He uttered a violent protest. He was an unpleasant young man, almost—it seems absurd to say so, but almost as unpleasant as Ralph Bingham; yet at the moment I am bound to say I sympathized with him.

“What are you doing?” he demanded. “You can't play fast and loose with the rules like that.”

“To what rule do you refer?” said Ralph, coldly.

“Well, that bally boat of yours is a hazard, isn't it? And you can't row a hazard about all over the place.”

“Why not?”

The simple question seemed to take Arthur Jukes aback.

“Why not?” he repeated. “Why not? Well, you can't. That's why.”

“There is nothing in the rules,” said Ralph Bingham, “against moving a hazard. If a hazard can be moved without disturbing the ball, you are at liberty, I gather, to move it wherever you please. Besides, what is all this about moving hazards? I have a perfect right to go for a morning row, haven't I? If I were to ask my doctor, he would probably actually recommend it. I am going to row my boat across the sound. If it happens to have my ball on board, that is not my affair. I shall not disturb my ball, and I shall play it from where it lies. Am I right in saying that the rules enact that the ball shall be played from where it lies?”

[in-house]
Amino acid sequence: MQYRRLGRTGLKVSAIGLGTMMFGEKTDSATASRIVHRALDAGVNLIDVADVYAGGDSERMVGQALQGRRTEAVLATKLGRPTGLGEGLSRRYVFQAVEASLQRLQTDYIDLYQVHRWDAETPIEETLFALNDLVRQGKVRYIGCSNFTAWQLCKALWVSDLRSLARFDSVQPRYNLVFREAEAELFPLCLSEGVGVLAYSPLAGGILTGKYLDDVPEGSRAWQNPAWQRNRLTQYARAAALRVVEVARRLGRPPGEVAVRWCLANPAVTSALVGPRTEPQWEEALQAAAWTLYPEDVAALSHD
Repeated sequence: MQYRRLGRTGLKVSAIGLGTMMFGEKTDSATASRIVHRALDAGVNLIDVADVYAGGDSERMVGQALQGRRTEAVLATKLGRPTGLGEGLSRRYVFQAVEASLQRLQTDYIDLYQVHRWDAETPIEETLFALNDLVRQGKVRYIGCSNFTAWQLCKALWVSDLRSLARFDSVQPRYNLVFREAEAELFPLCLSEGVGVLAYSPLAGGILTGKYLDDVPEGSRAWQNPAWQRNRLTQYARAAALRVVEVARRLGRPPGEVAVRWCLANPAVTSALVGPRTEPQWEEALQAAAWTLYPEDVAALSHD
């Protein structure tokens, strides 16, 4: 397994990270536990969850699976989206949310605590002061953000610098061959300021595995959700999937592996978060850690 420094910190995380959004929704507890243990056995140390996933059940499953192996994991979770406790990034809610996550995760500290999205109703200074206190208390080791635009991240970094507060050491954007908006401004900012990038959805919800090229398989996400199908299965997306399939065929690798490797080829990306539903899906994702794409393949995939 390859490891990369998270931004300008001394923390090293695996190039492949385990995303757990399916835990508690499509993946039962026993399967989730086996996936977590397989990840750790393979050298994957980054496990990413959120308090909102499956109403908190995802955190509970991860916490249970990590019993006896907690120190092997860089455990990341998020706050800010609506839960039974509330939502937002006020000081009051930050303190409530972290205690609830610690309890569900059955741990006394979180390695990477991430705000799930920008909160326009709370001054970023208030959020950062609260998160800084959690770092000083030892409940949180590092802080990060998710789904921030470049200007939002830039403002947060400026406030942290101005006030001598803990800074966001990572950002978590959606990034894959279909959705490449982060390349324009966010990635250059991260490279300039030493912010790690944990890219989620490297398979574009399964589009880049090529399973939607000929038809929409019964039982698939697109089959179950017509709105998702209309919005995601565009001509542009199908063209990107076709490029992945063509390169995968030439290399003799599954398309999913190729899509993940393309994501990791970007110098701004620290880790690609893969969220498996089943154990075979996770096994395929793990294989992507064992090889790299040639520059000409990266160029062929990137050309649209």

We admitted that it was.

“Very well, then,” said Ralph Bingham. “Don't let us waste any more time. We will wait for you at Woodfield.”

He addressed his ball, and drove a beauty over the trees. It flashed out of sight in the direction of the seventeenth tee. Arthur and I made our way down the hill to play our second.

       * * * * *